Manufacturing Outlook Sees Growth and Transformation

Gardner Intelligence believes that manufacturing will experience modest expansion in 2018 with U.S. machine tool orders up approximately 5 percent. 

Forecasting markets under the best of circumstances is always a challenge; adding natural disasters and political climate to the list of factors impacting markets only makes the job more difficult. Fortunately, most unplanned events are temporary, allowing deep-rooted drivers of market conditions, with time, to make forecasting a more reasonable task. Looking at the data of those deep-rooted drivers through the third quarter this year, Gardner Intelligence believes that manufacturing will experience modest expansion in 2018 with U.S. machine tool orders up approximately 5 percent. 

The reasons for this forecast include strong, worldwide economic growth and growing corporate profits across a range of industries. In addition, machine tools play an essential role in taking technological developments from the latest in high-efficiency turbines to electric vehicles from the drawing board to the factory floor. The production ramp-up required to bring such goods to market in several of the largest industries will continue to grow machine tool purchases in 2018. 

As compared with the average business cycle—which experiences slightly less than six years of expansion—should the current business cycle last through 2018, it will have lasted almost nine years. Among the many factors responsible for this cycle include the availability of “cheap” credit because of unprecedented easing of monetary policy. This has made it possible for consumers to purchase durable goods with minimal capital investment. The result of such “cheap money” has not only increased demand for goods, but also the appreciation of assets including real-estate and financial assets, which further feed consumer sense of wealth, thereby encouraging additional spending. 

Employment. The two drivers of productivity are labor and capital, as all production in some form must come from the combination of these two resources working together to produce the goods and services consumed in an economy. Many years of declining birth rates and the retirement of baby boomers in the U.S. has resulted in labor force growth below one percent. In 2017, the shortage of labor became particularly acute as manufacturers identified a lack of available and skilled labor as a primary concern to their businesses. Because labor shortages of this nature cannot be easily nor quickly resolved, the impact to productivity because of a shortage of labor can only be offset by investing more capital into operations. As a result, those developed nations with limited labor will have no other option than to find technological solutions to sustain economic growth above the rate of population growth. This suggests that the successful machine tool builder of the 2020s and even 2030s will provide highly automated equipment able to do much more of the work currently performed by labor as labor becomes difficult to find and/or too expensive.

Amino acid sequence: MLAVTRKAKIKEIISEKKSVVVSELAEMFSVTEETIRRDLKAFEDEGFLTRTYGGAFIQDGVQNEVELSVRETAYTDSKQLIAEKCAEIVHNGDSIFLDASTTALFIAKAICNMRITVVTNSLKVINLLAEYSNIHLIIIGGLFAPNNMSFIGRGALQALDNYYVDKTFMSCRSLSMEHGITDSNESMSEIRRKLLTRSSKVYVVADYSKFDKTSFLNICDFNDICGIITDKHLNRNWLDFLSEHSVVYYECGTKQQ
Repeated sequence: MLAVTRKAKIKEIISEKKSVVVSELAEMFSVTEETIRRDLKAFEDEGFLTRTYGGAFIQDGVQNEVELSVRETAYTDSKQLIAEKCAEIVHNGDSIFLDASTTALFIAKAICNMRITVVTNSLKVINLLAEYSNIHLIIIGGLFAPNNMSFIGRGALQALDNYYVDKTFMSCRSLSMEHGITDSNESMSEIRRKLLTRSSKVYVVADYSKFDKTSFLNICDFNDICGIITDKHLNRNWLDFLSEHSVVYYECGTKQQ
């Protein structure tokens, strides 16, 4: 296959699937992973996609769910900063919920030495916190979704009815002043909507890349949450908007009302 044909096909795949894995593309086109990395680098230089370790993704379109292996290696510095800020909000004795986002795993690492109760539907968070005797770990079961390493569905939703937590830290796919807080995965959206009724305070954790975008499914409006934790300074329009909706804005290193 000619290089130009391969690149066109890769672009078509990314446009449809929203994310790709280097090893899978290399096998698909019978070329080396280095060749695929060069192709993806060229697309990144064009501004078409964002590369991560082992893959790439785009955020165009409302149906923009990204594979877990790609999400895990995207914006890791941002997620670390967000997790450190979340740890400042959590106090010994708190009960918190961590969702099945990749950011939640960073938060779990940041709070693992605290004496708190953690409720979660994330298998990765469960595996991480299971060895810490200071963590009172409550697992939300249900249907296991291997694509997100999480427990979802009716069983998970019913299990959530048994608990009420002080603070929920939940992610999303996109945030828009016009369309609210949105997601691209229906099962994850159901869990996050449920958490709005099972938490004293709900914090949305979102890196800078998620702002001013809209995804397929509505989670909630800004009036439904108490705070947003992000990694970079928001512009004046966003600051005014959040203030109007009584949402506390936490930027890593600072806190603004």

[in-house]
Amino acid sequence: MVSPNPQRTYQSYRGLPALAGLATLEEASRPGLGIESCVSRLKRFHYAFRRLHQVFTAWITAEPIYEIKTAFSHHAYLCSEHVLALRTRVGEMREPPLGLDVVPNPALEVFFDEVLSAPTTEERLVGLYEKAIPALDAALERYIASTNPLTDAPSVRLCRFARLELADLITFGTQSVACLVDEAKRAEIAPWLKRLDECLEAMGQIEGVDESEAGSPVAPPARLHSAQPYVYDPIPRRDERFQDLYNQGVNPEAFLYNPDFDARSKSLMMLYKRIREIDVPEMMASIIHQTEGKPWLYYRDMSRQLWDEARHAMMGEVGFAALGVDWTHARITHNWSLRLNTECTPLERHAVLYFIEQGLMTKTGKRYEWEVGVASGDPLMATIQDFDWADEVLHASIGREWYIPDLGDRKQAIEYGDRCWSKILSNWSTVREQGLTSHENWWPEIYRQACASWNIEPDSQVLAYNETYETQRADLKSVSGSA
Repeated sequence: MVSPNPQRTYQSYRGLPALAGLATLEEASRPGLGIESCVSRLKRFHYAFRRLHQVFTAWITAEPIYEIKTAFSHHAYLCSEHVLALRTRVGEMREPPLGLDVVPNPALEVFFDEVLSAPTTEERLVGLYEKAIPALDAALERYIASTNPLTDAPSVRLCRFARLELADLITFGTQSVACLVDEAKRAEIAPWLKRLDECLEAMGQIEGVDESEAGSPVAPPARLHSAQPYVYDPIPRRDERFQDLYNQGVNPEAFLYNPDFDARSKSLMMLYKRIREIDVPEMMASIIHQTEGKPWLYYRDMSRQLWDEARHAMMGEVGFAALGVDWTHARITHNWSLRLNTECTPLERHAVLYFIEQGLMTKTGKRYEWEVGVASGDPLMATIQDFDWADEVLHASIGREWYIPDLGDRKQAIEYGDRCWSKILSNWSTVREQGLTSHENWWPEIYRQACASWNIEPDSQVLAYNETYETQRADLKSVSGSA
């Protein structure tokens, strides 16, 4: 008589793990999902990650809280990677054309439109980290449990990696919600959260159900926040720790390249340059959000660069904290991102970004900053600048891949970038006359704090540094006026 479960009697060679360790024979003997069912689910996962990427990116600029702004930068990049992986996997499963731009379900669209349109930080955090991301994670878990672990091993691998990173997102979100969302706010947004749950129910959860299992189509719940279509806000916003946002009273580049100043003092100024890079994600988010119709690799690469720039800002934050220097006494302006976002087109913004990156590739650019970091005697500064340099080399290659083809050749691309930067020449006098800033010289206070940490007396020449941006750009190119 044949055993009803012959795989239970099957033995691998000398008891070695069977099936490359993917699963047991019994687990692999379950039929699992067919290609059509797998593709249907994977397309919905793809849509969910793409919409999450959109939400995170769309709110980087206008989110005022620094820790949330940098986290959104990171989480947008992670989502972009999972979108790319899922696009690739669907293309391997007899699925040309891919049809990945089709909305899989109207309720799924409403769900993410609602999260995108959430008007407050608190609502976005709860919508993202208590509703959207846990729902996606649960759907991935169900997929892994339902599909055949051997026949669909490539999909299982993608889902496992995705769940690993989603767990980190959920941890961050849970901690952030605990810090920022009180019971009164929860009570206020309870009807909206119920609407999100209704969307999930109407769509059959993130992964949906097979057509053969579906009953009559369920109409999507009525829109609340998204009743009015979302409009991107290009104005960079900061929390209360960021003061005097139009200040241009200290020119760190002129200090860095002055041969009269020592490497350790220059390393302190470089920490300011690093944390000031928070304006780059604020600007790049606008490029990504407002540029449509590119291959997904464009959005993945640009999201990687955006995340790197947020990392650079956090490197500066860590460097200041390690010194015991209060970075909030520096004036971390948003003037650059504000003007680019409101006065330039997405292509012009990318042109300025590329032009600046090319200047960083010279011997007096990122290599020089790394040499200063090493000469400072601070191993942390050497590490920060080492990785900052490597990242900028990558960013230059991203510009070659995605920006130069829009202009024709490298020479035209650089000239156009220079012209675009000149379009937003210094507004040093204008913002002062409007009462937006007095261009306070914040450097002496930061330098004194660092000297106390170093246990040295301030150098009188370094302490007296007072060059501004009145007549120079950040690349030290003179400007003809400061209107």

Automotive. Broad measures of the automotive industry through the third quarter of 2017 reinforced the prior year’s trend of declining automobile sales being offset by strong sales in light truck and SUVs. Because strong sales of trucks and SUVs in 2016 more than offset the decline in automobiles in the year, 2016 ended with 17.6 million total vehicles sold, giving the industry its record-setting seventh consecutive year of increasing total vehicle sales. Factoring out replacement demand from hurricanes in 2017, flat to slightly decreasing truck sales in the second and third quarters of this year are not able to offset the decline in automobile sales. 

Financial incentives and low interest rate financing have provided important tailwinds to the industry in the years since The Great Recession. Average vehicle financial incentives for new vehicles during mid-2017 have exceeded $3,500, an increase of approximately 10 percent over 2016’s average financial incentive level. Low-interest financing and longer duration loans have incentivized many consumers to finance vehicles at low monthly payment levels, which they may not be able to otherwise afford. However, data shows dollar lease volumes peaked at the end of 2016 and have moved lower throughout 2017.